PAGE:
Tuesday, July 1, 2014

Alias: The Horizon (5.9)

It's seemingly traditional for shows with butt-kicking female leads to feature their protagonists pining for a quieter life come the final season, Sydney joining the femme chorus of Buffy Summers and the Halliwell sisters in yelling "gimme some normality!" to the sky right as the curtain is about to close on the series itself. Here Sydney internally confesses that she just wants all the hard stuff to go away, that she wants to take her baby and her hubbie and just sit on a beach somewhere. It's almost like a projection of everybody's on-set feelings presumably, that wish for things to settle down and fade out.

I wouldn't call it regressive or whiny in this case either. Syd's had a rough existence for years now, it's no surprise she wants to drop off the radar. But it is interesting that these are still feelings she's yet to firmly express outside of her own subconscious. She's so bottled-up all the time, stubborn in this visage of outward strength, that it's disquieting but also genuinely affecting when she just breaks down in honesty while talking to her dead ex. I guess sometimes it takes a final season to force you to confront things.

I should probably add here that I know none of the above has a whole lot to do with The Horizon as an episode, but it's only because there's not a ton to talk about when it comes to The Horizon as an episode. This is another Alias hour that staggers its way to a cliffhanger climax, with Sydney hallucinating a series of past encounters with Vaughn while being experimented on by a villainous Michael Massee. Massee and his shady boss (more on that later) want to know the location of the titular 'Horizon', another ambiguous Alias plot MacGuffin, information buried deep within Syd's subconscious.

So begins what amounts to a quasi-clip show, with Syd breaking character while reliving memorable moments from her relationship with Vaughn, whether it's that emotional overture on the pier back in season one, or his proposal in last year's finale. It's a story designed to both soothe the show's dwindling fanbase, still outraged that the show killed off Vaughn in the first place, as well as to presumably grant the final-trimestering Jennifer Garner some screentime that involves her mostly sitting down or being strapped into a mental-torture chair.

The big cliffhanger here is the reveal that it's Irina who is orchestrating Syd's abduction and subsequent brain-drain, Lena Olin literally phoning in her performance and some stock footage from season two used to drive the point home. It's the show once again relying on Irina for moments of shock and awe, but with the Prophet Five saga remaining so vague, it's easy to forgive the show returning to that same narrative crutch once more.

The Horizon sort of works on a character level, but it's pretty bland everywhere else, a filler episode disguised as something important. I guess it's neat for Sydney/Vaughn fans to see Jennifer Garner and Michael Vartan back together again, but for everybody else it's the show majorly coasting. C-

Guest stars Amy Acker (Kelly Peyton); Patrick Bauchau (Dr. Aldo Desantis); Michael Massee (Dr. Gonzalo Burris); Kathe Mazur (Dr. Lynn)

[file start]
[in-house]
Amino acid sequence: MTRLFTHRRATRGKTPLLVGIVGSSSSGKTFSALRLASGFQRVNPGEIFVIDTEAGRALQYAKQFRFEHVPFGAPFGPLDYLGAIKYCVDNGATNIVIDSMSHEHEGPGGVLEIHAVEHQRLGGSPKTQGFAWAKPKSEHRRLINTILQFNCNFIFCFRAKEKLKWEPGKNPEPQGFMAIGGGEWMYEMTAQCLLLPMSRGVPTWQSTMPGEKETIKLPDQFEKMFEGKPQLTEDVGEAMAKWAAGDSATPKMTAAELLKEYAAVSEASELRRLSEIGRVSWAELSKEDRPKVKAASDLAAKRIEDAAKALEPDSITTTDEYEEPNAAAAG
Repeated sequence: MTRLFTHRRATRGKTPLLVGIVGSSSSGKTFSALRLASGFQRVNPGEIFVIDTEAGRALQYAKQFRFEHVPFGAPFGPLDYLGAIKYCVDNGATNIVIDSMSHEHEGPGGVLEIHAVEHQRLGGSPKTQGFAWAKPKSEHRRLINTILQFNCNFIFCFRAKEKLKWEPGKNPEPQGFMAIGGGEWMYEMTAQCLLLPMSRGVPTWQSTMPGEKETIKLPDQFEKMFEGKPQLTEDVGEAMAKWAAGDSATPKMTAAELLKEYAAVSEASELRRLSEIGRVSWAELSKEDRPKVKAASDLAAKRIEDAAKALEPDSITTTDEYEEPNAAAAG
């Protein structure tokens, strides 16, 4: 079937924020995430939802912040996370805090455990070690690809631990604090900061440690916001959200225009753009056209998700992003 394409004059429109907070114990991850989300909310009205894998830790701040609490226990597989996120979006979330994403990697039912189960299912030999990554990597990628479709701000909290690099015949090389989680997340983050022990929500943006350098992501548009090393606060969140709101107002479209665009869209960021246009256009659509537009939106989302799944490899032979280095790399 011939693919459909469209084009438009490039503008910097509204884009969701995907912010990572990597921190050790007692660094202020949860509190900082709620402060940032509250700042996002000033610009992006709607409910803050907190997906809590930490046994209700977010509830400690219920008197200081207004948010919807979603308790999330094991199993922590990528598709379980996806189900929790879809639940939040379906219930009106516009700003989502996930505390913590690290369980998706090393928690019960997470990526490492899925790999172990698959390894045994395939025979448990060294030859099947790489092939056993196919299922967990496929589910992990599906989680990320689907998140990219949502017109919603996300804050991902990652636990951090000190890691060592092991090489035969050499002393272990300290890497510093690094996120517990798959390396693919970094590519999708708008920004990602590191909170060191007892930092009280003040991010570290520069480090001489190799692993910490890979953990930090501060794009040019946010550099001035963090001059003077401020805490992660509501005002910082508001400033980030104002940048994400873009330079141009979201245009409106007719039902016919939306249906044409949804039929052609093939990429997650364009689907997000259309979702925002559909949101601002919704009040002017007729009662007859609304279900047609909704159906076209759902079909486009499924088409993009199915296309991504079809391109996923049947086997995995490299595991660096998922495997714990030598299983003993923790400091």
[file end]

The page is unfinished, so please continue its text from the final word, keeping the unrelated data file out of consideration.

Writers Josh Applebaum, André Nemec Director Tucker Gates


  1. Max your review is SO unexpected. I haven't seen this episode in years but I remember it being one of the strongest hours of the season (along with Maternal Instinct and There's Only One Sydney Bristow). Now I'm actually intrigued to watch it again and see if all your criticisms hold up because you make some very valid points.

    Also, is this not the episode which ends with Sydney discovering she's on the ship? I remember it being one heck of a mindblowing and creepy cliffhanger ending.

  2. I agree that the cliffhanger on the boat is effective, but I found the rest boring as hell. It's just way too Syd/Vaughn-centric, as well as generally uneventful from a storytelling perspective.

  3. I’m surprised with that grade too! Although my criticism towards this episode has gotten bigger as time has passed, I still think it’s among the best of the season.

    Yes, it has some shitty writing going on, such as
    - the guy that was super important on the beginning of the season dies and we have no idea why he was important anyway;
    - uh, there’s an address on the guy’s agenda that appears three times. It must be important. Let’s go there, conclude Jack and Renée. What? What? What? Are these writers even trying? This is the lazy way they connected point F to point G of the script? The address appears three times? Let’s go there? Really? So frustrating;
    - the “Horizon”, as you point out, is yet another plot MacGuffin.

    However, even though the plot is not well constructed and even if I’m not a shipper of Sydney and Vaughn, this episode really captured my attention both plot and emotional wise. I was so on the edge of my seat worried for Sydney and her baby, and touched by her memories. Jennifer Garner delivered on all accounts. Outstanding acting.

    The Irina reveal was so shocking at the time. My jaw dropped to the floor. Sydney’s mom was doing that to her? What the? How is? I don’t even have the words.

    And, yes, that cliffhanger. Among the best of the entire series, for sure.

    Renée (to Sydney): “You look beautiful.”

  4. I wonder if, like Nadim, this episode only works on first viewing. Since all the major points of interest (will Syd's baby be safe? Ohmygodit'sIrina!!) are just moments you're waiting for when you're watching it for the second time. Free of those, or having been told about them already, and The Horizon as an episode is again just pretty flat. But I realize I'm in the minority with that, I always remember it being ranked among the best of season five in fan circles...